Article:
The United Auto Workers strike against the three Detroit automakers has already resulted in tentative contract agreements with Ford and Stellantis, but a deal with General Motors still hangs in the air.
The UAW called on nearly 4,000 union members to walk out at GM’s largest North American plant in Spring Hill, Tennessee, on Saturday evening, bringing the total number of members on strike nationwide to about 18,000, per The Associated Press News.
While the union did not comment on what prompted the expanded walkout, Erik Gordon, a professor of business at the University of Michigan, says the move would likely encourage the automaker to wrap up negotiations sooner rather than later.
“The Spring Hill walkout affects so much of GM’s production that the company is likely to settle quickly or close down most production,” said Gordon, per AP News. The reason, Gordon surmises, is so “Ford and Stellantis workers don’t vote down [their] tentative agreements” while they wait “to see what GM workers get.”
Overall, GM was the last holdout to reach an agreement with the union on a new four-year contract that includes higher pay, better benefits, and other “quality-of-life” improvements.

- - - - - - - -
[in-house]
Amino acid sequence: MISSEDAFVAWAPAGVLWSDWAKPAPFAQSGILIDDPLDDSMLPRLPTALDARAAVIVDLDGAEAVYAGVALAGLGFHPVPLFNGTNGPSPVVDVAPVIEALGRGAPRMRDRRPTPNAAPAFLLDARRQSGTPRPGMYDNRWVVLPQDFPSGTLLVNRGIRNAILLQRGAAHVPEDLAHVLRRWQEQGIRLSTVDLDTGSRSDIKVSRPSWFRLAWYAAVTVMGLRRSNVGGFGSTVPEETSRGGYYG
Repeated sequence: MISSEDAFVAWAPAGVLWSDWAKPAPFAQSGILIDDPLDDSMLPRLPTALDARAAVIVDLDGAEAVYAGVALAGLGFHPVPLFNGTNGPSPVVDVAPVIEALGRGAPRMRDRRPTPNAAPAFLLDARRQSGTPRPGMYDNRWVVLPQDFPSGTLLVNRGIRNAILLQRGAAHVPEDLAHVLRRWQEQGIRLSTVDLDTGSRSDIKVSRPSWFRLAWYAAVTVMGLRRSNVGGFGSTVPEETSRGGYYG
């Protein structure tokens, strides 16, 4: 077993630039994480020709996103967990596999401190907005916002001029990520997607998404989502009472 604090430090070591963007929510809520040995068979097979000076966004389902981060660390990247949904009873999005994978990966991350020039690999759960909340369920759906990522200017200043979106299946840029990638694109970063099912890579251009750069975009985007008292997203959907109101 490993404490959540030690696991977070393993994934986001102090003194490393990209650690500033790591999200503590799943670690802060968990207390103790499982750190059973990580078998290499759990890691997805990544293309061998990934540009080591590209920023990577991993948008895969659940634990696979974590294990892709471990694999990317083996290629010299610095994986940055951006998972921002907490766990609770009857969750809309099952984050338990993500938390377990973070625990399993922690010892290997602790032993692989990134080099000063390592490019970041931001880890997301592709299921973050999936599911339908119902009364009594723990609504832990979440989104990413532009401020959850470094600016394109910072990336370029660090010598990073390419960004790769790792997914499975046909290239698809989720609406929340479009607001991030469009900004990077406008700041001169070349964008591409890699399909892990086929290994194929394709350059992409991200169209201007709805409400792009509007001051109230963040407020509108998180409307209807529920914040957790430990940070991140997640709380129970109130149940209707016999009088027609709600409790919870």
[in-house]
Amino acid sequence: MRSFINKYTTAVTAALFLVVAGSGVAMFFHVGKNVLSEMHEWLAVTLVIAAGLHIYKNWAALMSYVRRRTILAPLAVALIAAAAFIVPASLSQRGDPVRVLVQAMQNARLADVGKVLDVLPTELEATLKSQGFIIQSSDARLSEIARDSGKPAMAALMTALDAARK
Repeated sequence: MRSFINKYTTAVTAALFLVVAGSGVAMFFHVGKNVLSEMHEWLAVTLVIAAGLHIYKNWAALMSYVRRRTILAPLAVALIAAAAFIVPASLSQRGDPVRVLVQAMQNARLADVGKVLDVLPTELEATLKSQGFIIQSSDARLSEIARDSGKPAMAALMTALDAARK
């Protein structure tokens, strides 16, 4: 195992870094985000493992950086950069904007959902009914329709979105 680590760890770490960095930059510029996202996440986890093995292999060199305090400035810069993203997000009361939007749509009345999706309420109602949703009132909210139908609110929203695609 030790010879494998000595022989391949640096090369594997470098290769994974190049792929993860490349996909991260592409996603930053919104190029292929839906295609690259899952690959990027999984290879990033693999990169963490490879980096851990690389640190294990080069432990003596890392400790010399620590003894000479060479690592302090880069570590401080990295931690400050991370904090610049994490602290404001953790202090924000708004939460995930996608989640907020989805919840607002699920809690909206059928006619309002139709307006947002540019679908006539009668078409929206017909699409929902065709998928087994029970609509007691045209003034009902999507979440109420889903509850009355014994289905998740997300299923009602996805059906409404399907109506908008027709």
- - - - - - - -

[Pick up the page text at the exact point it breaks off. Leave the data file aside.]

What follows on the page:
The union had already agreed on tentative contract terms with Ford and Stellantis but had expanded its strike to include the GM plant in Spring Hill and its plant in Arlington, Texas, to pressure GM and encourage a quick deal.
In response to Saturday’s expanded strike, GM chair and CEO Mary Barra and manufacturing chief Gerald Johnson met with UAW president Shawn Fain and others to hammer out a deal before the strike escalated any further.
Following Saturday’s walkout, GM said it was disappointed in the decision, particularly in light of the automaker and union’s progress. However, as of Monday morning, GM had reportedly settled on new tentative agreements with the union, per AP News.
“Our bargainers did their job. They’re going to present us with something, and then we get to tell them it was good enough or it wasn’t,” said Mike Huerta, president of UAW Local 602.
If necessary, Huerta said the union was ready to continue striking if the contract terms weren’t to the UAW’s liking.
“If we do turn it down, we’ll be ready to go back again,” he said.
“The devil’s in the details,” Herta added.
In response, Barra said, “GM is pleased to have reached a tentative agreement with the UAW that reflects the contributions of the team while enabling us to continue to invest in our future and provide good jobs in the U.S.”
The Dallas Express requested comment from the UAW and GM about the tentative agreement but had not heard back by the time of publishing.
Although the UAW has reached tentative deals with all three automakers, the agreements will need to be ratified by rank-and-file members before the new contracts can take effect. However, if union members find the contract terms insufficient, the strike could continue.